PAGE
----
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Steroids make Cooperstown voters blind

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There are semi-serious calls today for an investigation into the 16 baseball writers who inexplicably refused to vote Greg Maddux into the Hall of Fame. Some critics are even more outraged, insisting that anyone who said no to Maddux should have their voting privileges revoked. To this we say: Chill. Please. This is not Dennis Rodman’s North Korea.

Still, it’s fair to wonder what it’ll take for a unanimous election to Cooperstown. So far, no one’s made the grade, including Babe Ruth, Lou Gehrig and Hank Aaron, so Maddux shouldn’t take it personally. But if these generational superstars couldn’t make a strong enough case for a clean sweep, then maybe no one can. Not even Mariano Rivera in five years.

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It’s just one of the many flaws of the Hall’s selection process, that some voters refuse to vote for any candidate in their first year of eligibility. It’s nonsense, of course. There was no logical reason to ignore Maddux, and anyone who thinks Rivera shouldn’t get in on the first ballot should really ask themselves why they’re participating in the process.

Rivera went out as the greatest closer in the game’s history — it wasn’t even close. There’s no need to recite his career highlights, because we’ve all memorized them by now. If you’re not convinced Rivera stands alone among relievers, that there’ll never be a closer like him, then you have no business here. Move along.

One could almost make the same argument about Maddux, whose 355 wins represented the most of any right-hander since the Second World War. Maddux didn’t just accumulate victories, he dominated hitters in the middle of the steroid era without a 90-mph fastball.

But that stopped at least one voter dead in his tracks.’s Ken Gurnick revealed on Monday he passed over Maddux precisely because his 23-year career spanned the decade during which baseball was fueled by syringes. Of course, no one ever accused Maddux of using performance enhancing drugs, but Gurnick, who voted only for Jack Morris, painted with the widest-possible brush, refusing to cast his ballot for any candidate who was around in the late ’90s to the mid-2000s. Presumably, that means Gurnick will say "take that" to Pedro Martinez and Randy Johnson next year — and Rivera in 2019 — but the tempest has already past. Gurnick, reeling from the blowback, says he’ll never vote in another Cooperstown election.

Still, his logic underscores the narrow thinking that diminishes the Hall every year. Granted, this is a democracy and everyone is entitled to an opinion and a vote. That will never change. But baseball could help itself by issuing guidelines for steroid-era candidates, for example, and help enlighten voters who either can’t or won’t think through their arguments.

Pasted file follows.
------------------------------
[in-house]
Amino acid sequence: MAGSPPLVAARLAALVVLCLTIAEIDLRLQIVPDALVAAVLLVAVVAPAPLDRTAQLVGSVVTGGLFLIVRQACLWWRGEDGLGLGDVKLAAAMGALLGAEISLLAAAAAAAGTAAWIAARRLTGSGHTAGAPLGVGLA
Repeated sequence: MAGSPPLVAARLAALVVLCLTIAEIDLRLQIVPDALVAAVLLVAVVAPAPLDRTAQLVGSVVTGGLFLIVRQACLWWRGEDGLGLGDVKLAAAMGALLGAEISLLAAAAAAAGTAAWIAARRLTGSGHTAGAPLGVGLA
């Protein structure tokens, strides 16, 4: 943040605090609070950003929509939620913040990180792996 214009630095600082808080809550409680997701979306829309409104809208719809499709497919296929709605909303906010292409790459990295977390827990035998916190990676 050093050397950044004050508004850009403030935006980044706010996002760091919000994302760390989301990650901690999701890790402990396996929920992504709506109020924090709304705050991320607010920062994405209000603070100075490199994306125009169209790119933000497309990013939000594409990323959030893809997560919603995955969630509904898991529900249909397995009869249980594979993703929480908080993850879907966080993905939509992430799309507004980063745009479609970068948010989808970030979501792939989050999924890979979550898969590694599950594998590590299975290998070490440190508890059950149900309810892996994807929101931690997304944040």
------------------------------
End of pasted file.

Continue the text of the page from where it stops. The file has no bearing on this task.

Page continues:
The case of Mike Piazza represents a particular low-point in this mess. The greatest-hitting catcher in the game’s history barely received 60 per cent of the votes on Wednesday, and even that was a 5 per cent jump from last year. Why? Because Piazza has been linked to steroids by voters who simply don’t trust him.

Without any proof, Piazza was rounded up with the usual suspects because he just fit the profile: a slugger who amassed great offensive numbers against a backdrop of widespread steroid use. Mind you, Piazza never failed a drug test, was never named in the Mitchell Report and has maintained he was clean all along. If anyone has better, more specific information about Piazza’s about use of PED’s, I’d like to see it.

Still, Piazza is climbing in the voting, and I believe he’ll get to Cooperstown in the next four-five years. The same can’t be said about Barry Bonds and Roger Clemens, both of whom lost ground from last year. They’re down to 34.7 and 35.4 per cent, respectively, which means it’ll be a long and difficult road to the Hall. They’re casualties of the same damnation-without-proof ethos, although it’s certainly easier to understand the case against them than Piazza.

The greatest disappointment has to be Craig Biggio’s 74.8 per cent tally — just two votes short. Again, if some of the voters would’ve taken the election more seriously, Biggio, a deserving candidate, would’ve made it. Consider: if Gurnick’s Jack Morris-only vote and the lone blank ballot weren’t returned, Biggio would’ve been at the required 75 per cent threshold.

But let’s not create the impression it was an unsatisfactory election overall. To the contrary: three terrific candidates — Maddux, Tom Glavine and Frank Thomas — will all be inducted, and along with managers Joe Torre, Bobby Cox and Tony LaRussa, who were selected by the Veteran Committee, it should be a doozy of a ceremony in July. It was a far better day for the Hall than 2013, when no one got in.

Still, it would be nice if someone breaks the foolish tradition that denied Maddux a 100 per cent consensus. In fact, he wasn’t even that close to Tom Seaver’s all-time record, 98.8 per cent (five people didn’t vote for him) or runners-up like Cal Ripken (98.5 percent, eight people) and Aaron (97.8 per cent, nine people).

Maddux finished with 97.2 percent, a landslide by any measure.



— The Record (Hackensack, N.J.)


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